With the Georgia Archives on Clayton State University’s foregrounds, it is no wonder that the university maintains a strong Masters of Archival Studies (MAS) program to attract and polish aspiring scholars like JoyEllen Freeman.
Freeman, a native of Milton, Ga., one year in pursuit of her MAS degree, felt only after her time spent at Clayton State that she was academically prepared to strive for a scholarship to attend the Archival Education and Research Institute (AERI) program. Freeman was only one of six who received the Emerging Archival Scholars Program scholarship, which fully paid her involvement in the AERI program. Freeman attributes her accomplishment to Richard Pearce-Moses, MAS program director, and Seth Shaw, MAS program faculty, for helping her better-fine tune her application.
The AERI program ran from July 14 to July 18, with an intensive schedule full of workshops, lectures, discussions, and studies on how to better use new technologies to preserve lasting histories. Freeman travelled to the University of Pittsburgh for this year’s annual session, but the AERI program has taken place in a variety of universities throughout the U.S. since it began in 2009. Presenters came from all around the world.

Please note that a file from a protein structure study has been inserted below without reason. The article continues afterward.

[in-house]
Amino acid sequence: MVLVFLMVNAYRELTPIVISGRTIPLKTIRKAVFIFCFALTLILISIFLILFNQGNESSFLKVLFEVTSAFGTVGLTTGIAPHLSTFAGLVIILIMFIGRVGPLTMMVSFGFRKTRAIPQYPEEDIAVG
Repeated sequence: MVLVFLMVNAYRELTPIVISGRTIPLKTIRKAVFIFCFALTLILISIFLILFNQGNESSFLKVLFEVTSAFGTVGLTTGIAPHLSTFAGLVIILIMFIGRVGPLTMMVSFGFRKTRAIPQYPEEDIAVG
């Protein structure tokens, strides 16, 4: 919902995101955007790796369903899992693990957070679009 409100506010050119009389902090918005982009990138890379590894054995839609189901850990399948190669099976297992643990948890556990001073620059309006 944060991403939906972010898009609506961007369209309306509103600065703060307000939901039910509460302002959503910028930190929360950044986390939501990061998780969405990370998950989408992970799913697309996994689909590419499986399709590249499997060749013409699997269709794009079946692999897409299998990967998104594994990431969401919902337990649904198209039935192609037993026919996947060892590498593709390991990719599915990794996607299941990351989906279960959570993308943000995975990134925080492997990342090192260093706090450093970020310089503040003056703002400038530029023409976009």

Freeman is hoping to expand her knowledge on doctoral programs for archivists like herself, which perfectly lines with the AERI program’s objective to foster passion for archival doctoral programs. With her studies, Freeman is intent on helping her community integrate archival materials into the K-12 educational system as well as continue to meticulously attend to her church’s archives in Roswell, Ga.
“Clayton State is the reason why I feel ready for the program,” Freeman says. “I can’t wait to make some great connections, develop friendships, and gain more knowledge about preserving our community archives.”